Le Socialisme sans Doctrines – Charles Harper and the Foundation of Co-operative Agriculture in Western Australia


Agricultural co-operation was one of the most important movements in the development of the economy of Western Australia. The establishment of some of the State’s most significant commercial concerns, including Westfarmers Ltd and CBH Ltd, came out of this movement in the early decades of the 20th century. In promoting the interests of such organisations during a period in which laissez faire principles were on the wane, those in control sought to link their commercial concerns with the more socially acceptable philosophical principles of Co-operative Socialism as they were described by Robert Owen and practiced by groups such as the Rochdale Pioneers. Drawing upon such principles to pursue commercial concerns allowed these promoters to emphasise the opportunity for social advancement and economic opportunity inherent in the co-operative model and to de-emphasise the underlying commercial nature of the organisation together with the material advantages sought by the members of the organisation, the leaders in the State Government who saw these creations as a means by which to promote growth, and the prominent Perth men of capital and finance who were actively involved in the creation of these enterprises. This analysis is undertaken by considering the life of Charles Harper, the founding father of agricultural co-operation in Western Australia. I will demonstrate that the co-operative form of agricultural organisation was introduced into Western Australia as a pragmatic response to economic issues that were singular to the Australian environment rather than simply as a result of considered social or economic philosophising imported from abroad.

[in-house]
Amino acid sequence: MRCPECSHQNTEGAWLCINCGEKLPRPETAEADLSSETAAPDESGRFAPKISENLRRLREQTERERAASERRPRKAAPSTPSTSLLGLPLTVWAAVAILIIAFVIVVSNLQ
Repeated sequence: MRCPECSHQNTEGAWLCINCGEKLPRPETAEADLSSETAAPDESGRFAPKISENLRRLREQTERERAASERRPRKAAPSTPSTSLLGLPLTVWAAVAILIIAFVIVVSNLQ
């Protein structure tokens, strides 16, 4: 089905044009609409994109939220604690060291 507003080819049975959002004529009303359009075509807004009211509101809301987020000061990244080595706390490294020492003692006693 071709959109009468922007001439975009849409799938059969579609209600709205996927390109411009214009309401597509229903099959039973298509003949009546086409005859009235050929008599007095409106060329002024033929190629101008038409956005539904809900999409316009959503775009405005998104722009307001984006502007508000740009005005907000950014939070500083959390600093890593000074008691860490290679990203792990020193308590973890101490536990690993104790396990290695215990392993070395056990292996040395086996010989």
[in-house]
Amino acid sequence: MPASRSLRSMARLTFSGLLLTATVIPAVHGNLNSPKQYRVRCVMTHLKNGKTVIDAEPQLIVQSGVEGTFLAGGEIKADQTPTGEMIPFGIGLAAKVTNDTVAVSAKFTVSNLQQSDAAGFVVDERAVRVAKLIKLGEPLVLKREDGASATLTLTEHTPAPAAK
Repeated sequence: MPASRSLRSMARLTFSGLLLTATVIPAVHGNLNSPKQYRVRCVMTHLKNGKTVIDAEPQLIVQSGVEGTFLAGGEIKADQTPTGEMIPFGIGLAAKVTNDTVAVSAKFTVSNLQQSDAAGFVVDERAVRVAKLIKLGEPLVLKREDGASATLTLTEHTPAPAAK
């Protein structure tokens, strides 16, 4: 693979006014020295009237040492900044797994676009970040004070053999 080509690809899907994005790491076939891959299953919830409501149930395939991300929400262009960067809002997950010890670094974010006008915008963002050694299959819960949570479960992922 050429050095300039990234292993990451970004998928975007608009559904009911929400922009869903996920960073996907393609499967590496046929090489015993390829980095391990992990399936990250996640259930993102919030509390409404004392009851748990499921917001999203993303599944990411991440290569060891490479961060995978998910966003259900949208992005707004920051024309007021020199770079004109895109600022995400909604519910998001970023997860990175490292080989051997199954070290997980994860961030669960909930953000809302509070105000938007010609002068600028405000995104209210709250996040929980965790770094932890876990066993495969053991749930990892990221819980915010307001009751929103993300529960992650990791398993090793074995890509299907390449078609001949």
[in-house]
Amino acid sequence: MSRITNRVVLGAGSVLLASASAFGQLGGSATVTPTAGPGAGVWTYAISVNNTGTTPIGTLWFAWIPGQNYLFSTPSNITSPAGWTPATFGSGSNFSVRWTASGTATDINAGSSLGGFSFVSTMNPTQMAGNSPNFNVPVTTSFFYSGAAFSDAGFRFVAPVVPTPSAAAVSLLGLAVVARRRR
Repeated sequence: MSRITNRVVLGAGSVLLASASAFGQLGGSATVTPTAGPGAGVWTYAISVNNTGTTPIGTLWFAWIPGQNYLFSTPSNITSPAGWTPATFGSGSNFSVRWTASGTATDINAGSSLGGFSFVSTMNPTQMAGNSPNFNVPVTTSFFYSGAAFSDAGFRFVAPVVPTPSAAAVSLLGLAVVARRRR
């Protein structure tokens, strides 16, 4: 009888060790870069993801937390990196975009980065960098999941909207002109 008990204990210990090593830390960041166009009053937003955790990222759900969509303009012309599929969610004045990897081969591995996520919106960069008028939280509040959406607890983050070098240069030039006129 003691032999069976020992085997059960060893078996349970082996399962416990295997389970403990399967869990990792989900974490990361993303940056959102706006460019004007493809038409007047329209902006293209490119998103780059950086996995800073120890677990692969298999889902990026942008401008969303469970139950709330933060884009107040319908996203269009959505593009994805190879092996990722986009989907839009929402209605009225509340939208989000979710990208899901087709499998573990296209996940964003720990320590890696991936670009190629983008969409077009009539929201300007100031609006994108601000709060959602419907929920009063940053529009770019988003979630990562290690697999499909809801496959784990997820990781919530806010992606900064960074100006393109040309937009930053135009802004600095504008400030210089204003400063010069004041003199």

Published in Full


The conference was sponsored by The University of Notre Dame, Australia, the Mannkal Economic Education Foundation and the WA Branch of the Economic Society of Australia, and further information may be accessed here